Cats are not a natural part of the North American ecosystem. They arrived with humans, and have been wreaking havoc on the bird population ever since. This might not have been too much of a problem when the cat population was small, but those days are long gone. Today, there are an estimated at 75 million cats in the United States alone. Studies of cat poop (ewwww!) have shown that the average cat kills and eats at least one bird a week. That includes cats whose owners have never seen their cat with a bird and are convinced that their pet doesn’t hunt. The instinct to hunt is strong. The fact that the cat is well-fed will not prevent it from hunting. Wearing a bell will not prevent these crafty hunters from successfully catching prey.

Capone

Capone

If you do the math, you will see that the toll cats inflict on the bird population is astronomical. Six hundred cats will kill 600 birds a week. Over a 10 week breeding period, those 600 cats will kill 6000 birds. Those figures are for house cats. Consider that half the cat population consists of free-roaming, homeless cats hunting for their livelihood. Cats kill millions and millions of songbirds every year. You can read more about cats and birds at the American Bird Conservancy site. Cat lovers and bird conservators agree. Cats belong indoors. The Great Outdoors is no place for a cat! For more on indoor cats, see Every Cat an Indoor Cat: Part One.

Arthur

Arthur

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silence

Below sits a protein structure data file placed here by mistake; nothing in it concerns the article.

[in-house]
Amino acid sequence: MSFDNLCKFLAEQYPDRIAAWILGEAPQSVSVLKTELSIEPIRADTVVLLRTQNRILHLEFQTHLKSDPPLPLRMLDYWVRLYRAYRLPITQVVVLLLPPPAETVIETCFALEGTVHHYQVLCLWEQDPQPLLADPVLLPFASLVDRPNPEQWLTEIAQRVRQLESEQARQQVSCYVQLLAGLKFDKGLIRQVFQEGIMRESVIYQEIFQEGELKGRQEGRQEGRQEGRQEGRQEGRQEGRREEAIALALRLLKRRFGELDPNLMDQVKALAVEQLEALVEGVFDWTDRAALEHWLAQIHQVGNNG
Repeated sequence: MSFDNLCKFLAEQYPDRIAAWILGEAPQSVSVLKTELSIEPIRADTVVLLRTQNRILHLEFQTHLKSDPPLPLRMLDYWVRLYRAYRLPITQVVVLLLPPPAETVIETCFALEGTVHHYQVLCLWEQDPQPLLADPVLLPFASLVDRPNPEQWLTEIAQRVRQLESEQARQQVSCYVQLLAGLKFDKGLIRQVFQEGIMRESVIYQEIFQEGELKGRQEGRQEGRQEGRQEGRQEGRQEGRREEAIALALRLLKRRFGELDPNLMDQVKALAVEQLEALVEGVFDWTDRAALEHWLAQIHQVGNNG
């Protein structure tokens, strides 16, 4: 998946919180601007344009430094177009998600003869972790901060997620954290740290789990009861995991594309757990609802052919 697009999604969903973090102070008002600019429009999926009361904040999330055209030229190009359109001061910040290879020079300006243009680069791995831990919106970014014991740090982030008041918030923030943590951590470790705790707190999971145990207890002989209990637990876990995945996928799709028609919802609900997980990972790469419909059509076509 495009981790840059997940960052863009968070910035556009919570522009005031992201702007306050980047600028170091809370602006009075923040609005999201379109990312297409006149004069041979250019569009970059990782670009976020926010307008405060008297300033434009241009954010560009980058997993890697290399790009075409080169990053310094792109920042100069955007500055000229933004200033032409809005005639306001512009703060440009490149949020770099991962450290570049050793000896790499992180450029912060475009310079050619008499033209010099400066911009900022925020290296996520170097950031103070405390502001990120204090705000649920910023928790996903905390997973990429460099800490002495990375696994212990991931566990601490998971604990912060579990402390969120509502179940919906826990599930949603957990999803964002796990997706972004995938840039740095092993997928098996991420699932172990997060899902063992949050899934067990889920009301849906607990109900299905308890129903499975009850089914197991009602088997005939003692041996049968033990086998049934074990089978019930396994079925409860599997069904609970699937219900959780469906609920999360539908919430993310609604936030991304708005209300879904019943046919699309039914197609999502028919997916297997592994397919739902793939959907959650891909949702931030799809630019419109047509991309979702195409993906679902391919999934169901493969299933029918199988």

Silence of the Songbirds: How We Are Losing the World’s Songbirds and What We Can Do to Save Them, by Bridget Stutchbury. HarperCollins, 2007.

Every fall, we northern dwellers are accustomed to “our” birds leaving our cold, snowy winter behind and flying south. This seems like a very sensible thing to do, and if we think of them at all, it is probably to imagine the birds on vacation, soaking up the rays in the Neotropics. Far from being on holiday, birds that migrate south face a difficult season. They must compete with other birds for habitat that will keep them fed and allow them to build up the reserves they will need for the flight north and a new breeding season. Increasingly, their lives are imperiled by the destruction of the rainforest as more and more trees are replaced with agricultural fields. Other threats include the heavy use of pesticides that can result in mass poisonings. When they return north with the spring, life is no easier, with widespread habitat loss, cats, windows, lights, towers, and other disasters-in-waiting ready to take their toll.